Now let’s go back to what we said about Referrals – someone who loves your product and uses it every day knows what this company’s product does, but also what it does NOT do.  Someone who uses this product everyday will know that it is not suitable for a manufacturer.  This customer (referrer) will not refer a manufacturer.  Thus, leads from Referrals have a higher conversion rate as the Referees (potential customer introduced by an existing customer) are much more likely to be a fit for your product than other types of leads.

In Fred Reichheld’s book The Ulitmate Question 2.0 (that all B2B SaaS founders should buy) he explains:

‘We also realized that two conditions must satisfied before customers make a personal referral.  They must believe that the company offers superior value in term than an economist would understand: price, features, quality, functionality, ease of use and other such factors.  But they also must feel good about their relationship with the company.  They must believe the company  knows and understands them, values them, listens to them, and shares their principles.  On the first dimension, a company is engaging the customer’s head.  On the second, it is engaging the hear.  Only when both sides of the equation are fulfilled will a customer enthusiastically recommend a company to a friend.  The customer must believe that the friend will get good value-but he or she also must believe that the company will treat the friend right.’

The customer must satisfied both rationally and emotionally that the potential customer they are referring will benefit from the experience.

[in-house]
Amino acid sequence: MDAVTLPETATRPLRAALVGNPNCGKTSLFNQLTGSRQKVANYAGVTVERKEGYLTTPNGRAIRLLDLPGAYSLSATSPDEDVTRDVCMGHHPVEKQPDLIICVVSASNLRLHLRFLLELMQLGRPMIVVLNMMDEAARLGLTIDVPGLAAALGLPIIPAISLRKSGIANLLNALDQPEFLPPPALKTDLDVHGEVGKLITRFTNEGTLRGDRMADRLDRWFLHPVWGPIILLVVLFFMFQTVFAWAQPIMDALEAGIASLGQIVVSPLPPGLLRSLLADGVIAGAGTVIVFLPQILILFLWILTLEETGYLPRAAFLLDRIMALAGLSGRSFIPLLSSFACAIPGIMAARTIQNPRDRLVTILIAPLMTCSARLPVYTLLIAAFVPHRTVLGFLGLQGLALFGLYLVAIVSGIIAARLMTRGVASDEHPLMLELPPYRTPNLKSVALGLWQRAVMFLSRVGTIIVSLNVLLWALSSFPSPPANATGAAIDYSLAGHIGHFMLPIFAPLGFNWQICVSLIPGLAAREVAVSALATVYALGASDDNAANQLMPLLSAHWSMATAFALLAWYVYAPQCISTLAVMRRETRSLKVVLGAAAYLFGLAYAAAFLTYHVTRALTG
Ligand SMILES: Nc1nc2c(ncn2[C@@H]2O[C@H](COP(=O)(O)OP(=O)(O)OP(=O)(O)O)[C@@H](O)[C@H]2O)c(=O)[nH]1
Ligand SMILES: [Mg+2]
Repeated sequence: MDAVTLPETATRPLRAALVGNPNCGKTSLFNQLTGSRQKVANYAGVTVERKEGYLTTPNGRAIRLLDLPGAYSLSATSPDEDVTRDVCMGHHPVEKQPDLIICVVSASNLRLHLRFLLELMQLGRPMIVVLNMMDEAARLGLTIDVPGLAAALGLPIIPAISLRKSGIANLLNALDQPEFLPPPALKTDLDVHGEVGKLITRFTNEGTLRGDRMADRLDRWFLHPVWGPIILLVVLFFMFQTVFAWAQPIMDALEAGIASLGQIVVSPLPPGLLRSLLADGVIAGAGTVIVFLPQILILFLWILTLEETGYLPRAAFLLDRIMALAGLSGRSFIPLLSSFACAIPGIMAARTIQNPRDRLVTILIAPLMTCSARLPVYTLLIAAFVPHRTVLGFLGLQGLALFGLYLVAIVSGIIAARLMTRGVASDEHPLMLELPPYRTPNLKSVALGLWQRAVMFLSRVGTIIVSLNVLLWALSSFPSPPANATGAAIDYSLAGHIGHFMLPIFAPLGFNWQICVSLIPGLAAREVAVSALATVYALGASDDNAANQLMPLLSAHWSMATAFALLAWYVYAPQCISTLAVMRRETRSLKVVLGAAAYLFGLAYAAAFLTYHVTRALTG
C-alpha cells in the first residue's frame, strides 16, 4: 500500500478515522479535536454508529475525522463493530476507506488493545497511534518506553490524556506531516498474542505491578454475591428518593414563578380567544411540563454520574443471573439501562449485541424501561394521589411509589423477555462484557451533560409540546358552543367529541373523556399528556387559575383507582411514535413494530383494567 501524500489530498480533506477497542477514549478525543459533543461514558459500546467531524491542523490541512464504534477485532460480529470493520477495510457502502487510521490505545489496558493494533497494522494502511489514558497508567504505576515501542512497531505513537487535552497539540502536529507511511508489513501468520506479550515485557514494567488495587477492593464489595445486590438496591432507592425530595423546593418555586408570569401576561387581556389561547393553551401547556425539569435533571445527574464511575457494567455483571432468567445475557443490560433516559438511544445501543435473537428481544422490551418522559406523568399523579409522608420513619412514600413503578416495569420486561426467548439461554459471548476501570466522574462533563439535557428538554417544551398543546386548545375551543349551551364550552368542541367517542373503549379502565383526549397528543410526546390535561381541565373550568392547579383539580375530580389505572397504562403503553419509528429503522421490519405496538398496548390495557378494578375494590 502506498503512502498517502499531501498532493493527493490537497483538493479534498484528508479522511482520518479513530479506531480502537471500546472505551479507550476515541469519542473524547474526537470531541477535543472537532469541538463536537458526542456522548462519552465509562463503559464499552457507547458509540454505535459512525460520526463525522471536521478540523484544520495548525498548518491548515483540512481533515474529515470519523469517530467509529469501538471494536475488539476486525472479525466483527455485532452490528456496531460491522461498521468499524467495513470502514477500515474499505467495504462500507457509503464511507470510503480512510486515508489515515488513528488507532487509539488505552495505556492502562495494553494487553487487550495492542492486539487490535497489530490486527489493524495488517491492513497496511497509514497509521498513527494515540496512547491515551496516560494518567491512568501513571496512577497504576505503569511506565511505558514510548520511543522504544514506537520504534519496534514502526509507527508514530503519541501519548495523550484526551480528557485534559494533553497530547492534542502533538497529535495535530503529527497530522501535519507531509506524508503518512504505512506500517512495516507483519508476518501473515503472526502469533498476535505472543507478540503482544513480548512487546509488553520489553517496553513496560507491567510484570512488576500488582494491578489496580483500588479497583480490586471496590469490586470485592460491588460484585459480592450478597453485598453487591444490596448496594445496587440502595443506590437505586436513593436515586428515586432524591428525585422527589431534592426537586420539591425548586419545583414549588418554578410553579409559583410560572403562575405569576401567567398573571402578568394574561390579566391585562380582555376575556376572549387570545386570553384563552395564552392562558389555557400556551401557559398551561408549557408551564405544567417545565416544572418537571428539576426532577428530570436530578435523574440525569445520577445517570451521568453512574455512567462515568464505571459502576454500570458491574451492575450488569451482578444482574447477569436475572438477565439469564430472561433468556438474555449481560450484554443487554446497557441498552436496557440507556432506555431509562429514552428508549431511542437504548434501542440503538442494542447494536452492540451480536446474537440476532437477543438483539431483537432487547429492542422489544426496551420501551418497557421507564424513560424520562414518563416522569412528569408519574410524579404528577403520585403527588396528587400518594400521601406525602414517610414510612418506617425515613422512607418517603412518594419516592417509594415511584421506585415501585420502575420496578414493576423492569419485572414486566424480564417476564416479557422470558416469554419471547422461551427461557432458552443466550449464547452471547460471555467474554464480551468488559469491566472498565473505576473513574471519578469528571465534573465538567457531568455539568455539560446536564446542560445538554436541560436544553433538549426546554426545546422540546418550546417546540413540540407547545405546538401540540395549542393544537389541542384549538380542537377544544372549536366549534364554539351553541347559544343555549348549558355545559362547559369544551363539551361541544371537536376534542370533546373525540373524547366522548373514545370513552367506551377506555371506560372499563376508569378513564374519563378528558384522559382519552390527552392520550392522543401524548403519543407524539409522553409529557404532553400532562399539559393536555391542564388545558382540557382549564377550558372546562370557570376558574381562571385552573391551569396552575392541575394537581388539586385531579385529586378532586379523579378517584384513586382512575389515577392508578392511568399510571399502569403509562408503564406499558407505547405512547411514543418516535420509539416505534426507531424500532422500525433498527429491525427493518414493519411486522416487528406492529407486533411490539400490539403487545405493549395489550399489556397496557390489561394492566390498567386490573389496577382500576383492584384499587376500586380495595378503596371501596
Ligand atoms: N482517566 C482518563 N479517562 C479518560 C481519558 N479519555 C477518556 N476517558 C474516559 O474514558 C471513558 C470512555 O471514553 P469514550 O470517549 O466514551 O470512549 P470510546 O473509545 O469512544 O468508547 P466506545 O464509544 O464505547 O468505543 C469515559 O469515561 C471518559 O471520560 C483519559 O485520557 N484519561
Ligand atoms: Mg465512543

Measure, Measure, Measure!

It is imperative to measure the full funnel for Referrals.  It is only way you can iterate and optimize to get the best results.  Here is what the full funnel looks like:

  • Number of Promoters you ask for a Referral
  • Number of those Promoters who open the message – whether email or in app
  • Number of those who click to refer on the message
  • Number of Referrals that actually go out
  • Number of Referees that receive the Referrals
  • Number of Referees that click to accept the referral
  • Number of Referees that become leads
  • Number of Referees that become customers
  • Number of Referees that churn
  • NPS of referee
  • Number of Referees that refer
  • Totals
  • CAC of a referral – be sure to include any incentive you provide both customers
  • LTV of a referred customer
  • Average support load of a referral – measured through number of support tickets etc.
  • Virality of a customer
  • Virality of all customers

You also need to measure the conversion rate between each of these stages.

If that’s sounding like a difficult process to automate, measure and optimize – you’re right.  It is one of the main reasons we started Advocately.  You can start a free trial here to see if it works for you and can get you some new customers.  As always, I’m happy for anyone to get in touch with me directly – patrick @advocate.ly

Patrick is the CEO of Advocately, an Advocate Marketing software company.

patrick barnes